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Guest Post: Tips for Writing Notes Part 3 – Putting It All Together with a Template

Blog 1Guest Post by Dr. Maelisa Hall. This is part 3 of a 3 part series on clinical documentation.

Now that we’ve covered the mindset needed for good clinical notes, let’s get to the technical part- templates. I recommend every therapist pick a template they like and stick to it (or try a new template if you hate the one you’re currently using). This saves you time because you get familiar with documenting in one format and you quickly get in a “groove” when writing. Here are four easy and popular templates that can work for any practice:

DAP

Data– Subjective and objective information from your session. This can include things such as client quotes, therapist directives, family interactions, and general feelings present in session.

Assessment– Your current assessment of the client’s progress. You can also include any diagnostic impressions or possible changes.

Plan– What you and/or your client plan to do between sessions or focus on next session.

GIRP

Goal– The client’s long-term goal and current focus of therapy. You may have more than one. These can be broad (reduce depression) or specific (increase daily communication with spouse) and may change throughout treatment.

Intervention– The actions of the therapist during the session. Did you challenge, support, reflect, assign homework, etc.

Response– The response of the client to the therapist’s actions. This is also where you add client quotes, client actions (yelled, cried, avoided), and client presentation (sad affect).

Plan– What you and/or your client plan to do between sessions or focus on next session.

PAIP

Problem– The “problem” you and the client have identified to work on in treatment. Like the Goal in GIRP, this may be broad (experiencing anxiety) or more specific (difficulty engaging in intimacy due to sexual trauma).

Assessment- Your current assessment of the client’s progress along with diagnostic impressions. For this format, you could add client quotes and responses here.

Intervention– The actions of the therapist during the session. Did you challenge, support, reflect, assign homework, etc.

Plan– What you and/or your client plan to do between sessions or focus on the next session.

SOAP

Subjective– The subjective, or inferred, information present in the session. This can include the therapist’s impression of the client and the client’s subjective views of progress and treatment (e.g. client reported feeling improvement but was unable to identify strengths in herself during the session).

Objective– The objective, or observable data present in the session. This is the information that any layperson could easily see and hear (client quotes and actions).

Assessment– Your current assessment of the client’s progress. You can also include any diagnostic impressions or possible changes.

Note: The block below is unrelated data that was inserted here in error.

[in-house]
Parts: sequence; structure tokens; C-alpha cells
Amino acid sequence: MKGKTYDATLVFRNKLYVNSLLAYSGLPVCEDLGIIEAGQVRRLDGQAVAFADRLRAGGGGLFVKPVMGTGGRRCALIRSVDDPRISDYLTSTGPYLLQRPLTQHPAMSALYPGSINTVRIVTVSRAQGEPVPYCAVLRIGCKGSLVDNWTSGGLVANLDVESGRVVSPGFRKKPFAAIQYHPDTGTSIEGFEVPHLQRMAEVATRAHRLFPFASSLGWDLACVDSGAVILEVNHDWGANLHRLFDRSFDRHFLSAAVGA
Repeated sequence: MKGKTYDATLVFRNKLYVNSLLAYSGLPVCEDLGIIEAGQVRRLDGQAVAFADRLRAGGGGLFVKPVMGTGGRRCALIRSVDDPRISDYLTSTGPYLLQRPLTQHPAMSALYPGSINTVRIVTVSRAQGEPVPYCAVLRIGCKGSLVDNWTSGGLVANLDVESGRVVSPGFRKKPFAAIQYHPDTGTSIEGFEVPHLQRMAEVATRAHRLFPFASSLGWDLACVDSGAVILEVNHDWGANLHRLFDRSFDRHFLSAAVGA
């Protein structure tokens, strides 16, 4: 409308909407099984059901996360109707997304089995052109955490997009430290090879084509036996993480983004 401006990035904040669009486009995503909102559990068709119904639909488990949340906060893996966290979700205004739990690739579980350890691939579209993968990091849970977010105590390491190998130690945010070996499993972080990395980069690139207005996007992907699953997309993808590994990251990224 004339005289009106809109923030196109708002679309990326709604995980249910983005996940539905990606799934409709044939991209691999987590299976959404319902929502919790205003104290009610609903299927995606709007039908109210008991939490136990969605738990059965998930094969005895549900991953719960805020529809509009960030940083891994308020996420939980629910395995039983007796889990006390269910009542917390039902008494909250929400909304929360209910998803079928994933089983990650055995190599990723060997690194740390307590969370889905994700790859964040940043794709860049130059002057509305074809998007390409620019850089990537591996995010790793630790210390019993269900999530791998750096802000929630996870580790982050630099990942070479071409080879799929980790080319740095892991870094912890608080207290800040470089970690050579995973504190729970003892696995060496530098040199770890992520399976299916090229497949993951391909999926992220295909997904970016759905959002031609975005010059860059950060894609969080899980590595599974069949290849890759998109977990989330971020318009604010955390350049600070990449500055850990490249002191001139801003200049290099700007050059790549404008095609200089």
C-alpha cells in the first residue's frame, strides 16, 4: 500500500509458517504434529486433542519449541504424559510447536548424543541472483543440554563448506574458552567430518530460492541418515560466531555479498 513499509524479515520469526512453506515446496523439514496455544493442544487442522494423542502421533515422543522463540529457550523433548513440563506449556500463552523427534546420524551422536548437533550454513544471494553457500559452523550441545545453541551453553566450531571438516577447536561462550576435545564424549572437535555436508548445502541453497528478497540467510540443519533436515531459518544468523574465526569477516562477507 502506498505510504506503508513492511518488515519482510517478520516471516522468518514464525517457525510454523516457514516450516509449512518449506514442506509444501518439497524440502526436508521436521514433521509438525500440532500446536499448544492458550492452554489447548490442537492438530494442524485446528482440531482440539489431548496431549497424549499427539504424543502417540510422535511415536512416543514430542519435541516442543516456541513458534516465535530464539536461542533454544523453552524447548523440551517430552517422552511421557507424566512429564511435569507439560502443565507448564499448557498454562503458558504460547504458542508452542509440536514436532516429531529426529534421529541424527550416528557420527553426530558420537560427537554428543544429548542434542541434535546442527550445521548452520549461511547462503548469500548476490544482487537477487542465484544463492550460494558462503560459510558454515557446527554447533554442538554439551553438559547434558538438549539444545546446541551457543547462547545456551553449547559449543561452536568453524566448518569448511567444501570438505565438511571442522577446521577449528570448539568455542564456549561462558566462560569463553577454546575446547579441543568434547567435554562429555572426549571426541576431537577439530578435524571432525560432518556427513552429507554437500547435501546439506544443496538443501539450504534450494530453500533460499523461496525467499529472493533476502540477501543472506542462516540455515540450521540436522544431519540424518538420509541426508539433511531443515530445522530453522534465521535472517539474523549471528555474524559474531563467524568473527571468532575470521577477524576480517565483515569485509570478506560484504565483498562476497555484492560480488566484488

Plan– What you and/or your client plan to do between sessions or focus on the next session.

You’ll notice these are all similar but have different nuances that may work better for different professionals and client populations. For example, if you do more short-term or directive work you may like the GIRP format since that easily keeps you on track for specific goals. If you tend to do more long-term work and focus on broad issues and general life improvement you may prefer DAP since it is direct but open-ended.

I’m sure you want to see what each of these formats look like when used with a real client. Click here to see a sample note for each template using a mock case example for Leah, a 32-year-old woman in treatment for anxiety and depressive symptoms related to a custody dispute with her former husband.

The general theme is that you want to include information that shows you are continually assessing your client, have at least a general focus for treatment and plan to follow-up with your clients (even if that just means seeing them next week at their usual time). By documenting this you are showing that you’re following the standard of care by following a treatment plan that is appropriate for your client’s needs and meeting your professional standards.

Headshot - Dr Maelissa Hall_resizedMaelisa Hall, PsyD is a clinical psychologist who teaches therapists how to create rock-solid documentation so they can spend more time with their clients and less time worrying about paperwork. Find out more about Maelisa and her work by clicking here!

 

 

 

 

 


 

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Guest Post: Tips for Writing Notes Part 3 – Putting It All Together with a Template

 


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APA Reference
Higdon, K. (2019). Guest Post: Tips for Writing Notes Part 3 – Putting It All Together with a Template. Psych Central. Retrieved on August 22, 2019, from https://pro.psychcentral.com/kickstart/2014/10/guest-post-tips-for-writing-notes-part-3-putting-it-all-together-with-a-template/